that is, from my anachronistic understanding, why photons have zero rest mass or zero invariant mass which is why they are called "massless" particles. if photons did have non-zero rest mass, then if they moved at speed [itex]c[/itex] (and not even a tiny bit slower), they would have infinite inertial mass, infinite momentum, and infinite energy (which they do not have).
  16. Aug 28, 2013 #15


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    No. The mass of a system of particles is not, in general, the sum of the masses of the individual particles.

    For a single particle, the mass is given by
    [tex]mc^2 = \sqrt{E^2 - (|\vec p|c)^2}[/tex]
    For a system of particles, the mass is given by
    [tex]mc^2 = \sqrt{E_{total}^2 - (|\vec p_{total}|c)^2}[/tex]
    The "trick" is that the magnitude of the total momentum does not generally equal the sum of the magnitudes of the individual particles' momenta.
  17. Aug 29, 2013 #16


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    for a single photon, it is simple. The rest mass is zero, but relativistic mass is nonzero. And if we have a collection of photons, then the rest mass of the collection is generally not zero.

    And instead, if we think about the electromagnetic stress-energy tensor, the relativistic mass is the 0,0 component (which is generally nonzero). So classical light does have relativistic mass. Now, for the rest mass of the EM stress-energy tensor, uh... that is not so clear to me. The electromagnetic stress-energy tensor is trace-free, so I guess maybe that is the equivalent?

    edit: Maybe something to do with the 'stress' part of the stress-energy tensor is closer to the concept of the rest mass.
    Last edited: Aug 29, 2013
  18. Aug 29, 2013 #17


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    Keep in mind that the term "rest mass" as applied to photons is a misnomer. The concept of rest mass as the mass measured in a Lorentz rest frame is of course meaningless for a photon. It's really the invariant mass (##p_{\mu}p^{\mu}##), which for massive particle is the same as the intuitive concept of rest mass.
  19. Aug 29, 2013 #18


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    The definition of mass is the norm of the four-momentum, or, in units where c=1, ##m^2=E^2-p^2##. For a photon ##E=p## so ##m^2=p^2-p^2=0##.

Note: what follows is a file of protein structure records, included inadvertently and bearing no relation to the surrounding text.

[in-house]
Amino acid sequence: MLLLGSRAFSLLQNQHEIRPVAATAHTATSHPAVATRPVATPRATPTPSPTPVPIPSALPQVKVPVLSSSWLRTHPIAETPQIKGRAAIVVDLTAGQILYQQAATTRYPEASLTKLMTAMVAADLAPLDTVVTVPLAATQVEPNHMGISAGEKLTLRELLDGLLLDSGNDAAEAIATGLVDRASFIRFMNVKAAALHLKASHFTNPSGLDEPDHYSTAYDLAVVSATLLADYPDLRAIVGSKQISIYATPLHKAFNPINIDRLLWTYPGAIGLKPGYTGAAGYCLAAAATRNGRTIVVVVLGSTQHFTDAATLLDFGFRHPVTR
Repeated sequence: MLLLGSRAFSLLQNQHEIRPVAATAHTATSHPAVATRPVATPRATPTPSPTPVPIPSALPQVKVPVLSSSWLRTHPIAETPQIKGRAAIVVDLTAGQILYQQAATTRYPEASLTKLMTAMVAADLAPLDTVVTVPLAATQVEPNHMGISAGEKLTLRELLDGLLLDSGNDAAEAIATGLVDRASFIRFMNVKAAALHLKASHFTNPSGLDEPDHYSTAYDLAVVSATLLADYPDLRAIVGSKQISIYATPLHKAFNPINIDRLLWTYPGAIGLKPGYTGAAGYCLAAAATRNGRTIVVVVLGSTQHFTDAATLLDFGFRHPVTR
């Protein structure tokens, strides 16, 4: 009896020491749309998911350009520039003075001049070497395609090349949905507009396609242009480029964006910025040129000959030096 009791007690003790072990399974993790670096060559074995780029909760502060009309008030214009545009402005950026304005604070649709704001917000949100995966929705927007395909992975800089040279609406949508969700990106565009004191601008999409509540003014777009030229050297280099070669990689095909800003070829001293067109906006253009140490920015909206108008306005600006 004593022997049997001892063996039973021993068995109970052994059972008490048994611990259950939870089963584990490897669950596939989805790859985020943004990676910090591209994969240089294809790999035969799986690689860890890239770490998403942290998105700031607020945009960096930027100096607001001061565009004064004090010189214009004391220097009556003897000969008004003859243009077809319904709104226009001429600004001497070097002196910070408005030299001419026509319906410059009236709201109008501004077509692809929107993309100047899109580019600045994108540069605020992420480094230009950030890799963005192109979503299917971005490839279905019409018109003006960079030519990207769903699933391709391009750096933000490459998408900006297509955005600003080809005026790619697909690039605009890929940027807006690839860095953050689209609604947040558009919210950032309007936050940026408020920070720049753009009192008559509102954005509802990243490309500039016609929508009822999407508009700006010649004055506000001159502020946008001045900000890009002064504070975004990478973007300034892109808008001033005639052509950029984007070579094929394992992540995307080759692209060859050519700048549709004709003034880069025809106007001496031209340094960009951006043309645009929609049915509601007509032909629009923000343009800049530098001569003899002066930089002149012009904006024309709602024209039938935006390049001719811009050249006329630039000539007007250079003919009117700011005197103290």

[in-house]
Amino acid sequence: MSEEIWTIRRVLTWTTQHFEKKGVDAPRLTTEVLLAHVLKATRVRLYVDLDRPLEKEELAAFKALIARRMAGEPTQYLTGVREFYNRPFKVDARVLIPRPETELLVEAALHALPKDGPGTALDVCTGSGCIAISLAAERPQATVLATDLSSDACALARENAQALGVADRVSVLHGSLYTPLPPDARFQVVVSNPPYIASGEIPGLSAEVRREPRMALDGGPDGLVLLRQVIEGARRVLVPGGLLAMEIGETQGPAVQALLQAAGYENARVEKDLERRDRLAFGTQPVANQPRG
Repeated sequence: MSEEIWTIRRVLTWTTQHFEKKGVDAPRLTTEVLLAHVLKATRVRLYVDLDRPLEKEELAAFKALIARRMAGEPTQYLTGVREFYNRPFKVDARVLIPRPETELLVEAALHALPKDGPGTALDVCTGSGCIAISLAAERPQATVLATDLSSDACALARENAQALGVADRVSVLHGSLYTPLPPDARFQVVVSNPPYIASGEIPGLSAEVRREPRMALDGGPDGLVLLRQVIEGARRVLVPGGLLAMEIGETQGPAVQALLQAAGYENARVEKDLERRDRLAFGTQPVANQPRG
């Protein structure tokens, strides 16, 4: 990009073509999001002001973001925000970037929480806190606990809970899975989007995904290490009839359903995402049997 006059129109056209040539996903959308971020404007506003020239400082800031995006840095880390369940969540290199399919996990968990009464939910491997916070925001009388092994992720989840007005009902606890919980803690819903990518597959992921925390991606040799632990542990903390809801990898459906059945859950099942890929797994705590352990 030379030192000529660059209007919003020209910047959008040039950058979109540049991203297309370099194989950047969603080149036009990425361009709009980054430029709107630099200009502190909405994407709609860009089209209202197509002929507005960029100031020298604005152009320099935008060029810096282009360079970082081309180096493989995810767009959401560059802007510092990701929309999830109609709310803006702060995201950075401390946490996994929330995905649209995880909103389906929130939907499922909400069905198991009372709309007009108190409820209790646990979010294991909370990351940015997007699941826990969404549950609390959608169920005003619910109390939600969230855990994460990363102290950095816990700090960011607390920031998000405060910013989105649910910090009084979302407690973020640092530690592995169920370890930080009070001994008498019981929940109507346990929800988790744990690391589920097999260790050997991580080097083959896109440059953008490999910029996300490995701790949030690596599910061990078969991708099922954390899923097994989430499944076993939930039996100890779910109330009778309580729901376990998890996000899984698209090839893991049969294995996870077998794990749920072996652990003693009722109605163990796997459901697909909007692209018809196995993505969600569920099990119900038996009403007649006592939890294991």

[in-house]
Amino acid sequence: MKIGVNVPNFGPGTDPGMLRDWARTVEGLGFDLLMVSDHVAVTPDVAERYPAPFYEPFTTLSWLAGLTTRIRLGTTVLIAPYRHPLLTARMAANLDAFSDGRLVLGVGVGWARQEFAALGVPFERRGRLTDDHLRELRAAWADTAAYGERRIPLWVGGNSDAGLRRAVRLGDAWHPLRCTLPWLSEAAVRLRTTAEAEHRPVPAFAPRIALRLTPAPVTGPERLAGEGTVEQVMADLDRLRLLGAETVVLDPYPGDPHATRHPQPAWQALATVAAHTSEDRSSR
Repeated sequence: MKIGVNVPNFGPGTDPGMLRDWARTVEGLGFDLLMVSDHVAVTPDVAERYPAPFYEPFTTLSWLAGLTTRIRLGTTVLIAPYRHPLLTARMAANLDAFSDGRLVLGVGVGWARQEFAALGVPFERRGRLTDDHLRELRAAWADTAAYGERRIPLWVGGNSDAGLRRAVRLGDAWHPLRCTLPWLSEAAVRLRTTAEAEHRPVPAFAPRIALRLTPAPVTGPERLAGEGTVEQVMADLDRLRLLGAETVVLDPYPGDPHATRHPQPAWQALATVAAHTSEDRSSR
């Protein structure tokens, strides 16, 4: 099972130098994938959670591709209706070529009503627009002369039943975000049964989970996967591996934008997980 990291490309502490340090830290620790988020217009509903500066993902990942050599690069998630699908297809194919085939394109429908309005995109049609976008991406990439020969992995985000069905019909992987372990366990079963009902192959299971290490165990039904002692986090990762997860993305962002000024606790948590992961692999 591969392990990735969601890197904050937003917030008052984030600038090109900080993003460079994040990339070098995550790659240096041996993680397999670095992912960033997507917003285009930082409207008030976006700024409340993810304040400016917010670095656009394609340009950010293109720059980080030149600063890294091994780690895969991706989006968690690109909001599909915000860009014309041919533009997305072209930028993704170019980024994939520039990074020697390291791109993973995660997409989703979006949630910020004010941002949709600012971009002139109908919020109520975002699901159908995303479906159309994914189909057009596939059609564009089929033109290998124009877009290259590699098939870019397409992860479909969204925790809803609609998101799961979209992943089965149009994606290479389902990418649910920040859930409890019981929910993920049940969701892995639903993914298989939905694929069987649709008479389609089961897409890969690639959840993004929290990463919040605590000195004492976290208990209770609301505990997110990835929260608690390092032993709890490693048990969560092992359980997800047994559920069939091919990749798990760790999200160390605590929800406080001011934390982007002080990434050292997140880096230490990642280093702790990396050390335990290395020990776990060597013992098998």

20. Aug 29, 2013 #19
    Ok thats fair enough, although it seems strange to define mass like that.

    Does anyone know how you would actually experimentally measure the rest mass as opposed to the total energy of something?

    What I mean is, say you put an object on a scale, you would actually be measuring its total energy not its rest mass right?

    So say we measured a charged battery vs. an uncharged battery, the charged battery would "weigh" more on our scale because it contains more energy? (realizing its a very small difference).

    edit: Energy scaled by c squared
  21. Aug 29, 2013 #20


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    For cases where you can't actually bring something to rest (for either practical or theoretical reasons), a good way to look at Energy versus (invariant) mass is what part of total energy cannot be accounted for by kinetic energy? What is left over is mass. Then E^2 - p^2 exactly answers this question: for all particles it describes what is not accounted for by KE; for massless particles is shows nothing is left over - there is only KE; and this is what characterized massless particles.

    For a system of particles, you have to distinguish between analyzing each particle versus the system. Each particle has a rest mass mass, separable from KE. However, the system treated as a whole has an 'rest mass' measurable in its center of mass frame. This system rest mass will include KE of all particles as measured in that COM frame. This is actually all encompassed in the 4-momentum formalism: you add 4-momentum vectors for all the particles, getting a total 4-momentum. In the COM frame, by definition, the total spatial components of 4-momentum will be zero. The resulting norm of the total 4-momentum will be determined just by sum of total energy of particles measured in this frame (energies are all additive, no negative energies). If you analyze the system in a different frame, you will find that you have net momentum and different total energy, but the E^2 - p^2 for the system will match the total energy measured in the COM frame. To sum: for a system of particles, system rest mass is the total energy measured in the COM frame, with positive contributions from particle rest mass and KE, and negative contributions from any relevant binding energy (PE).

    In this context, a cavity of light or radio waves will have system rest mass contribution from the KE of the EM radiation, just as it does from the KE of particles.